Annnd… We’re back. A couple of weeks ago we talked about the climate and some of the growing conditions the tea plant needs to thrive and produce delicious tasting tea. If you didn’t get a chance to read it, check it out here. This week we are going to talk a little bit more about the link between taste and the region a tea is grown in.
To start, we’re going to steal a word from the wine industry. Long ago, French wine makers realized that wines grown in different regions each had their own unique taste. So they started talking about “Terroir” (pronounced “ter’wär”, rhymes with “rare-car”.) At its heart terroir basically refers to a sense of earth or a sense of place that comes from a well grown agricultural product. Many factors combine when a tea is being grown to impart a specific terroir. Minerals present in the soil, amount of rainfall received, the height at which the tea plant is grown, age of the tea plant, and temperate during the growing season all combine to influence the way a tea tastes.
To give you an idea of how this all works out and why we’re writing about it, we’ll take the rest of this post to talk a little about two specific regions. Each one produces tea that taste amazingly unique when compared to tea grown in the other. Both teas are incredible in their own right.
Darjeeling Tea Plantation
The first one we’re going to talk about is Darjeeling. Darjeeling is both the name of a town and a state in India located in the Indian Himalayas; sandwiched between Nepal on the West, Bhutan on the east, and China to the north. The town and most of the tea farms surrounding it are located at over 6,000 feet. With an average of over 80 inches of rain a year, the tea plants get plenty of water. Mountainside tea fields and rocky soil with good drainage mean that there is plenty of water around, but the plants have to work for it. Two of the challenges presented to tea plants growing in Darjeeling are the high altitude growing conditions and the rocky soil that makes it tough for roots to grow. All of this “stress” on the tea plant leads to an extremely interesting cup of tea. Black teas produced in Darjeeling are often called the champagne of tea. A brewed cup of Darjeeling tea tends to be light in color and flavor. These teas are most commonly described with the words “floral” and “grape” (think of the sweet and tangy flavor of a slightly firm grape and you’re approaching the flavor of a good Darjeeling).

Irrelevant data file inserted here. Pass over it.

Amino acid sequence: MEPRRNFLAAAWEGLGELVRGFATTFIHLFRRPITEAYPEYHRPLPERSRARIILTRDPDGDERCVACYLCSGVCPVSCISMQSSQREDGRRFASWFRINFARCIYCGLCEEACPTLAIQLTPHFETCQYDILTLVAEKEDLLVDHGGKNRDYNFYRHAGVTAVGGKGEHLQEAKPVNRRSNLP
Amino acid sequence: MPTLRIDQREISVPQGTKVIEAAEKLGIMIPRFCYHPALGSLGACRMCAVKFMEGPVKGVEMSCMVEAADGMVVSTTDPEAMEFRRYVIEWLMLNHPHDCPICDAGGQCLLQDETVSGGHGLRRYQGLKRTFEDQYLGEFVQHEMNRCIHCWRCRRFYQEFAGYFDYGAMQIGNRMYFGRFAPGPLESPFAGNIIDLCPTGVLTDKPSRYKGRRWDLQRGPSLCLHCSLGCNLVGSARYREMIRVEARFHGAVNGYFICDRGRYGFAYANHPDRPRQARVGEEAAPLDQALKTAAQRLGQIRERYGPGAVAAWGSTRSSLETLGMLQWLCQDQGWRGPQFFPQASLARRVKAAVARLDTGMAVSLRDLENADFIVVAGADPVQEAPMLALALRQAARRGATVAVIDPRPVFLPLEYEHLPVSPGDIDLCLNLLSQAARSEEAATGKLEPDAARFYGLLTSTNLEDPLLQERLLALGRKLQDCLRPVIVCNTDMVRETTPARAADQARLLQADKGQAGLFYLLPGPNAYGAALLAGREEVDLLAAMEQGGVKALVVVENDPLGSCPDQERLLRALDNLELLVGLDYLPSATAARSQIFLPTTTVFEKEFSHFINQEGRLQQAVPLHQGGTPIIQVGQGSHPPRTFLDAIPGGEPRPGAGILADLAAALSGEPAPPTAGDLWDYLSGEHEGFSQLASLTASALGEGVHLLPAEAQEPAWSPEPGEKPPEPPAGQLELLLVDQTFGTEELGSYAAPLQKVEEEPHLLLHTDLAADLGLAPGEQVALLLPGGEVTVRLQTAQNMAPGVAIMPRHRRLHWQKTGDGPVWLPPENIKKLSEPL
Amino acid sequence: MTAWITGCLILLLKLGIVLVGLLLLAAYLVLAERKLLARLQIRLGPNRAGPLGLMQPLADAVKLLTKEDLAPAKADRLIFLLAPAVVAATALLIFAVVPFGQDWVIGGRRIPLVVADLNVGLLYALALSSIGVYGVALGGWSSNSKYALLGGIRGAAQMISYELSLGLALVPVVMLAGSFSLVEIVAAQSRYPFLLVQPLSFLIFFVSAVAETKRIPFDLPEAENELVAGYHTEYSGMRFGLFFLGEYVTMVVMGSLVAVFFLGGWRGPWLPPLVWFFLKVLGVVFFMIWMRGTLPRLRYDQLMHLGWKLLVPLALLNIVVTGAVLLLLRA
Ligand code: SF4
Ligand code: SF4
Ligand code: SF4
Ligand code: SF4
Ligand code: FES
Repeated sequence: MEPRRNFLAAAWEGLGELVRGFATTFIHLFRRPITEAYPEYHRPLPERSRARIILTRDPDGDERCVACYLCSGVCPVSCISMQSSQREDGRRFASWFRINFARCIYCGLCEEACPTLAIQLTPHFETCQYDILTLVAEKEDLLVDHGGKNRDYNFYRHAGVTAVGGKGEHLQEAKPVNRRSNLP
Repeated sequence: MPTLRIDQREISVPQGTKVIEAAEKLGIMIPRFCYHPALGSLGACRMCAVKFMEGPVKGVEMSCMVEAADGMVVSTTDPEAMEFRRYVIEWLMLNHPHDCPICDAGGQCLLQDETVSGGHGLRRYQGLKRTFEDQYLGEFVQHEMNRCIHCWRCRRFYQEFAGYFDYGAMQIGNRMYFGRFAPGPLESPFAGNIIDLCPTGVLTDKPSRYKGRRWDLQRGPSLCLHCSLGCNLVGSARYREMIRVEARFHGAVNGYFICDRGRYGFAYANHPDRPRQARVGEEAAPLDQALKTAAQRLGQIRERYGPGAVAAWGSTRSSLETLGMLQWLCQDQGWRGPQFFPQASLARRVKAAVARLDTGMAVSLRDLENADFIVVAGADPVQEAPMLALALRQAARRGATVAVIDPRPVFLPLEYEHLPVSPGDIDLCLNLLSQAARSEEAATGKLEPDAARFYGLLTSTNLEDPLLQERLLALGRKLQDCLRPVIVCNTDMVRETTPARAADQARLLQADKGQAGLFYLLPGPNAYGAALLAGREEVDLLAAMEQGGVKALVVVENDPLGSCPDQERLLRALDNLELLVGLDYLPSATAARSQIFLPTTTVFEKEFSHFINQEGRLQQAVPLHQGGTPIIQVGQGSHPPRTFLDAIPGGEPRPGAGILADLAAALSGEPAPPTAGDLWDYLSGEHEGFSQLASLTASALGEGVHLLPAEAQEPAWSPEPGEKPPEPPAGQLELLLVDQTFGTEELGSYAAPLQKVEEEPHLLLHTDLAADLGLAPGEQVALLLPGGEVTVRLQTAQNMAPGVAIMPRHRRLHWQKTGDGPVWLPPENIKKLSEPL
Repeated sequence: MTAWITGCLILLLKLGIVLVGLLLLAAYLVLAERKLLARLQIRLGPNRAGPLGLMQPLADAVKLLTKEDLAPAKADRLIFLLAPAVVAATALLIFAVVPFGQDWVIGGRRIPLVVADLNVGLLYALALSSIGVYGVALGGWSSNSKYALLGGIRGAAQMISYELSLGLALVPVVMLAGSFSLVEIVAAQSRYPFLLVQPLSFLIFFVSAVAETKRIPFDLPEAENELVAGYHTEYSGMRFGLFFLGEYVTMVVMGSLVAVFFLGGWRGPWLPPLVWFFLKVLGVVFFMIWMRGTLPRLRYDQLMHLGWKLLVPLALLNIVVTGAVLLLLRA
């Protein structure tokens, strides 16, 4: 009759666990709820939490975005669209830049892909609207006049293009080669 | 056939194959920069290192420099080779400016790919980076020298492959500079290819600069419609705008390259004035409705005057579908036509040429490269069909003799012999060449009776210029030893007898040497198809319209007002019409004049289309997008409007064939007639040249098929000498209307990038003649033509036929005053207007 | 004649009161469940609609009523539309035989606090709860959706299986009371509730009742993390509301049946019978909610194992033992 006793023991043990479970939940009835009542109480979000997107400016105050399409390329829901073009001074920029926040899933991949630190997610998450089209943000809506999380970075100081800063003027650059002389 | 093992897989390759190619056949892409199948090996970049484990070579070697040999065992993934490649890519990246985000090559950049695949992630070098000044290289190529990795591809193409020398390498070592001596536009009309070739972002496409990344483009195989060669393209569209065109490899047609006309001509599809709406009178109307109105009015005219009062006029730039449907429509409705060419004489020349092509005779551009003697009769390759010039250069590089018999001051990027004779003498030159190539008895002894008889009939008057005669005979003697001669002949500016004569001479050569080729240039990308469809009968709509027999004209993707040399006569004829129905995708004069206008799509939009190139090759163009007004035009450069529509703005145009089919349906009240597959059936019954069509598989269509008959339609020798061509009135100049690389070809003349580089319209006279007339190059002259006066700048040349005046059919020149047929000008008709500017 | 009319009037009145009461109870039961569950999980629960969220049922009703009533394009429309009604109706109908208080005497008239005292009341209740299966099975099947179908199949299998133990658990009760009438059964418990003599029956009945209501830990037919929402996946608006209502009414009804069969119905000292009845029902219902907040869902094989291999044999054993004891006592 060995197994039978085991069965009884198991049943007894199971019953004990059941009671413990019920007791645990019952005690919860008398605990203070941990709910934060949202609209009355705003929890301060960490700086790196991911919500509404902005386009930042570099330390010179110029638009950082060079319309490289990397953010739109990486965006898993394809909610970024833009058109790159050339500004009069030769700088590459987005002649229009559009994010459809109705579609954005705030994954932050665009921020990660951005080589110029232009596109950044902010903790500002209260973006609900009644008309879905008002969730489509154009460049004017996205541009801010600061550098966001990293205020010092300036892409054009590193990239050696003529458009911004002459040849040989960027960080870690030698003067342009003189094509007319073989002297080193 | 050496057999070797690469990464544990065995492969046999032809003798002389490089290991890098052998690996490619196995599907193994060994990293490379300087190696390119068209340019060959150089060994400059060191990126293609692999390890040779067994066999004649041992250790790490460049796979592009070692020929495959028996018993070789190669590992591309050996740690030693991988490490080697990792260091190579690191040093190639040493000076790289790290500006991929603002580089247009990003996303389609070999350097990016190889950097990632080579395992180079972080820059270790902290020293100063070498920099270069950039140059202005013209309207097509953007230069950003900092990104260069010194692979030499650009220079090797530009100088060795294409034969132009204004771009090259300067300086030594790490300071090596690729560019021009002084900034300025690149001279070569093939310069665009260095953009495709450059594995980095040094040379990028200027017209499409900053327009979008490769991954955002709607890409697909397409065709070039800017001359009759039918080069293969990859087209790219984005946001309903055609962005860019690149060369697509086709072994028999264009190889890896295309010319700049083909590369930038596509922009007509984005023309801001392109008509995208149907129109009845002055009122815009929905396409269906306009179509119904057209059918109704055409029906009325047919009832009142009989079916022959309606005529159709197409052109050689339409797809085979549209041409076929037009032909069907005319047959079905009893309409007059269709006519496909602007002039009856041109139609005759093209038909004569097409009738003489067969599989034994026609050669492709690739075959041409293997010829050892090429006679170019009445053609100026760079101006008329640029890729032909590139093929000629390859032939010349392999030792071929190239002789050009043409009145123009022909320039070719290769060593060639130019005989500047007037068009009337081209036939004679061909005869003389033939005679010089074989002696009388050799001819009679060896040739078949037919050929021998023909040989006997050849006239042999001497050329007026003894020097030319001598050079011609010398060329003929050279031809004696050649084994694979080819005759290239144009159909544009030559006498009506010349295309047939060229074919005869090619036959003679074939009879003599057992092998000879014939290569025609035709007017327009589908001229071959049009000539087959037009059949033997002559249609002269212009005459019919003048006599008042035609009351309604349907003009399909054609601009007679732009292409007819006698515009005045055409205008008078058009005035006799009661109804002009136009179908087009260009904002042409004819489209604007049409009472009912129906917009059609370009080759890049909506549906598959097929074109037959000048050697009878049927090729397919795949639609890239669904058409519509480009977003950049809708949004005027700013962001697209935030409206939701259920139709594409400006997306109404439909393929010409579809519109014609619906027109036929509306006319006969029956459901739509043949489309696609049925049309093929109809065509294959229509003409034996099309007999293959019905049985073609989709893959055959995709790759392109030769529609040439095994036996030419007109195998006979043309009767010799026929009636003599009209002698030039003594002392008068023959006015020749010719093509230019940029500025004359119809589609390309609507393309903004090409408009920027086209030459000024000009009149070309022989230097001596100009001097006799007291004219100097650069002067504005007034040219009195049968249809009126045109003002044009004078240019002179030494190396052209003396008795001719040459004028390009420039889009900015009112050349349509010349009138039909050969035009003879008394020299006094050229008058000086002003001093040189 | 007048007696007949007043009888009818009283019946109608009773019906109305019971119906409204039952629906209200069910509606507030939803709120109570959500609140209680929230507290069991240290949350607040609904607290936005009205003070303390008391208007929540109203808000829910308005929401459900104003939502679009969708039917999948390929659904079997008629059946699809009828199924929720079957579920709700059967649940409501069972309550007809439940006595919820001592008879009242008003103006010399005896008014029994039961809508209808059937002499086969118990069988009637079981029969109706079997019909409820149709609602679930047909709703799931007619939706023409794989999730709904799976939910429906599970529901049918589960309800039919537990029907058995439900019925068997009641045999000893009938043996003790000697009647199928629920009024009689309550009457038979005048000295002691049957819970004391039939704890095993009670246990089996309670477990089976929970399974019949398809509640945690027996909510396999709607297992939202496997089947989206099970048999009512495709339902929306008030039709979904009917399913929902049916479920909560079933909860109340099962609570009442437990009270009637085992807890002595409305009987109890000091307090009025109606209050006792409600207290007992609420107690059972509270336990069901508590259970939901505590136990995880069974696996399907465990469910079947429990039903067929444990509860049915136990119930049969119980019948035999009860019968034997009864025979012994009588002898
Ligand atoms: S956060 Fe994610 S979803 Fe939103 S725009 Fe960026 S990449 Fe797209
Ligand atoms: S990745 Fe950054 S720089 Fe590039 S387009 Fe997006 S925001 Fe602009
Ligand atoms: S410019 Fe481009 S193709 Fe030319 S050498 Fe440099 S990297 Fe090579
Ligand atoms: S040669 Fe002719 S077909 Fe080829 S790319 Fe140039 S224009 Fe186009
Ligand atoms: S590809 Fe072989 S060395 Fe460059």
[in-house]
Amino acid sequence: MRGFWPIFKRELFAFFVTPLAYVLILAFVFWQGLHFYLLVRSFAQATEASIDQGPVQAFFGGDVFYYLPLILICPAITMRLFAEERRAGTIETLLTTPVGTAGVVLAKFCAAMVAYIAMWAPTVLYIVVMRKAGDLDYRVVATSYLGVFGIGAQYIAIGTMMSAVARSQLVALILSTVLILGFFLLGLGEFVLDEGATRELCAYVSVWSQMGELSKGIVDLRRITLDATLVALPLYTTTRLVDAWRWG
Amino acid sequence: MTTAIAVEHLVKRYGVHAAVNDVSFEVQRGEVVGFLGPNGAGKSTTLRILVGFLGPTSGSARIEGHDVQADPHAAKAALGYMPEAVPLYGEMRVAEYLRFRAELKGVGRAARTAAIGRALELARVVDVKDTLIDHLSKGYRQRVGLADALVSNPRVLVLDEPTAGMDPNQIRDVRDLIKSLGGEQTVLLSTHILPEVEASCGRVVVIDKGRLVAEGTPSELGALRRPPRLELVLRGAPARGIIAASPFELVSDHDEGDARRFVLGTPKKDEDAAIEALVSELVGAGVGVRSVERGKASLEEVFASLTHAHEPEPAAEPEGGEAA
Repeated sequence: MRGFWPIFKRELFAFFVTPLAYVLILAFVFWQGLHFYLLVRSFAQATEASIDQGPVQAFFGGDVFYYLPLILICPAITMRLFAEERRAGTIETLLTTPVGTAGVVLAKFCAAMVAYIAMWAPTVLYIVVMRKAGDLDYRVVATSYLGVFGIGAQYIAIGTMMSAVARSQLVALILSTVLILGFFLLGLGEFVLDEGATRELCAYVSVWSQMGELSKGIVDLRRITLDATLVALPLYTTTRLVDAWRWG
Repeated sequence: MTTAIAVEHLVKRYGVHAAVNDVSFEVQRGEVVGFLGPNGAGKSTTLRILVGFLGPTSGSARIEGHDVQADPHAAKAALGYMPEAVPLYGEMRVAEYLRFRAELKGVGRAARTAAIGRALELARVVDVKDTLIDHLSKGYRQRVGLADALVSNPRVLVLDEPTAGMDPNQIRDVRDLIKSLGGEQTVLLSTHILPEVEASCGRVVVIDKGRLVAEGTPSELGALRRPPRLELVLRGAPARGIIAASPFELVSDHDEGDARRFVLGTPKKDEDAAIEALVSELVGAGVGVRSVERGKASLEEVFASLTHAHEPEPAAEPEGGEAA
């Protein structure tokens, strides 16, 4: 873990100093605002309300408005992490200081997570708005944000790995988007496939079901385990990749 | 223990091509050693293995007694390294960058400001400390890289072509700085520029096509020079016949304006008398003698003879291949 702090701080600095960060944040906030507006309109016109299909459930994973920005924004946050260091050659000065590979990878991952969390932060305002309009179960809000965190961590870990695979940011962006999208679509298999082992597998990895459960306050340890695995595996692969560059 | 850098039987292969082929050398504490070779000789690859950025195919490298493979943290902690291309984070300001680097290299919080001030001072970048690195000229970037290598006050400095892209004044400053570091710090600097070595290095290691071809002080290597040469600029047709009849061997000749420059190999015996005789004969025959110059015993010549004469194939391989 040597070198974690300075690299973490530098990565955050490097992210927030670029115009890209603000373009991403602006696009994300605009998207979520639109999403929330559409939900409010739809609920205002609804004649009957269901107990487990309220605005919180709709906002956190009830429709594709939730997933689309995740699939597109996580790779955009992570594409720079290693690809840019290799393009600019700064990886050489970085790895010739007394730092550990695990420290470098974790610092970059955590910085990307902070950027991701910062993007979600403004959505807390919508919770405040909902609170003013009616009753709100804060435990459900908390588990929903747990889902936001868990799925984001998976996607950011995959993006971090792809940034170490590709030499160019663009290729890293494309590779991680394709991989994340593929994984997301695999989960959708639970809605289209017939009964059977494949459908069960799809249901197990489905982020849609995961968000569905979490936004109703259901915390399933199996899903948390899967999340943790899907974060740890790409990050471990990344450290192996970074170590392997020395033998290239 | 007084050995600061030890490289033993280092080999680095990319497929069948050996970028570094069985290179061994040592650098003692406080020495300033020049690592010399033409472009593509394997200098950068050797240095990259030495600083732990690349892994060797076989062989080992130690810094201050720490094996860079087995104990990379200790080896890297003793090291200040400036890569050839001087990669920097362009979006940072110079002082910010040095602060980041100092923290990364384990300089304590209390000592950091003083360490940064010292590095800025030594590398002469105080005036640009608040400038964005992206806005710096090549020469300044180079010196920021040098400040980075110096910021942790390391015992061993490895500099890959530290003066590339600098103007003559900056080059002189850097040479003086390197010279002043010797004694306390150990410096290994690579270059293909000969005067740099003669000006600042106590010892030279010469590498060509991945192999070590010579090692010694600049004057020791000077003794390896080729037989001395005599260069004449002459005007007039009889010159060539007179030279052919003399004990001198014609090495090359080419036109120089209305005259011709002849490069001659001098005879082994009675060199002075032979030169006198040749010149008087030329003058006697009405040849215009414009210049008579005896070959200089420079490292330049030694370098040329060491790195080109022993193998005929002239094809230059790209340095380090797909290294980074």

Assam, India is located just about a days drive to the east of Darjeeling – but the tea produced in Assam possess vastly different qualities than the tea produced in Darjeeling. This tea growing region is located in a valley where nearly 120 inches of rain falls each year. Additionally the temperature rarely drops below 70°, even during the winter. I have heard one tea expert call the tea plants in Assam “lazy.” Growing on level fields, with abundant rainfall, and stable and warm temperatures, it is easy to see why a tea plant could be called lazy. Clearly, tea produced here is going to taste hugely different from tea produced in Darjeeling where the plant has to “work” for every little bit of water it gets, must cling to the side of a mountain, and deals with much wider swings in temperature. Assam teas are known for being “British,” This means that they can stand up to having a little milk and sugar added. Teas grown in Assam are also commonly described as being malty, having notes of spice, and sometimes even notes of tobacco.
Tea Plantation in Assam
These teas that are grown just hours away from each other are incredibly different. Now imagine the variety of flavors that can be found when examining teas grown in China, Japan, Sri Lanka, or unexpected tea growing regions like Australia and Africa!
“Darjeeling Tea Plantation, India” by Marc Shandro – Flickr. Licensed under CC BY 2.0 via Wikimedia Commons
“Tea plantation in Sonitpur district of Assam, India” by Amlan Basumatari (Own work) [CC BY-SA 3.0 , via Wikimedia Commons